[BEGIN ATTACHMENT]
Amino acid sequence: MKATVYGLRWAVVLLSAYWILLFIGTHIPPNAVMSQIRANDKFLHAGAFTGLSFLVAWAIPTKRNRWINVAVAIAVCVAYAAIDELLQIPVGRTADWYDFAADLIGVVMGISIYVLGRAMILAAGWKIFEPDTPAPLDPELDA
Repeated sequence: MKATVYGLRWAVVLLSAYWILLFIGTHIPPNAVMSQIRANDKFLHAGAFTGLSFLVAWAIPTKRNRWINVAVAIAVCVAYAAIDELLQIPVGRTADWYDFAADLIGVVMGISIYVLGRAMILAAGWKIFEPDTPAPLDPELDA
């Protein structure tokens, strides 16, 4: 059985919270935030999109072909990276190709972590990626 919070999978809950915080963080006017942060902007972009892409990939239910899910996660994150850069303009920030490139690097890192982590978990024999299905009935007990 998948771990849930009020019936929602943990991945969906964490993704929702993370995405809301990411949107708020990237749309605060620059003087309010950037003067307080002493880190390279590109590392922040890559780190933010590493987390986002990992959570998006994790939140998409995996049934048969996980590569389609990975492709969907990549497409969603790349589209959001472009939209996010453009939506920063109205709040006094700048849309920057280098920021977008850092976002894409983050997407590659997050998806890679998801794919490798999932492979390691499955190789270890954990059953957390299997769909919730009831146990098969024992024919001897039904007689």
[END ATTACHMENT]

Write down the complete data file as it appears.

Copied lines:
Amino acid sequence: MKATVYGLRWAVVLLSAYWILLFIGTHIPPNAVMSQIRANDKFLHAGAFTGLSFLVAWAIPTKRNRWINVAVAIAVCVAYAAIDELLQIPVGRTADWYDFAADLIGVVMGISIYVLGRAMILAAGWKIFEPDTPAPLDPELDA
Repeated sequence: MKATVYGLRWAVVLLSAYWILLFIGTHIPPNAVMSQIRANDKFLHAGAFTGLSFLVAWAIPTKRNRWINVAVAIAVCVAYAAIDELLQIPVGRTADWYDFAADLIGVVMGISIYVLGRAMILAAGWKIFEPDTPAPLDPELDA
């Protein structure tokens, strides 16, 4: 059985919270935030999109072909990276190709972590990626 919070999978809950915080963080006017942060902007972009892409990939239910899910996660994150850069303009920030490139690097890192982590978990024999299905009935007990 998948771990849930009020019936929602943990991945969906964490993704929702993370995405809301990411949107708020990237749309605060620059003087309010950037003067307080002493880190390279590109590392922040890559780190933010590493987390986002990992959570998006994790939140998409995996049934048969996980590569389609990975492709969907990549497409969603790349589209959001472009939209996010453009939506920063109205709040006094700048849309920057280098920021977008850092976002894409983050997407590659997050998806890679998801794919490798999932492979390691499955190789270890954990059953957390299997769909919730009831146990098969024992024919001897039904007689």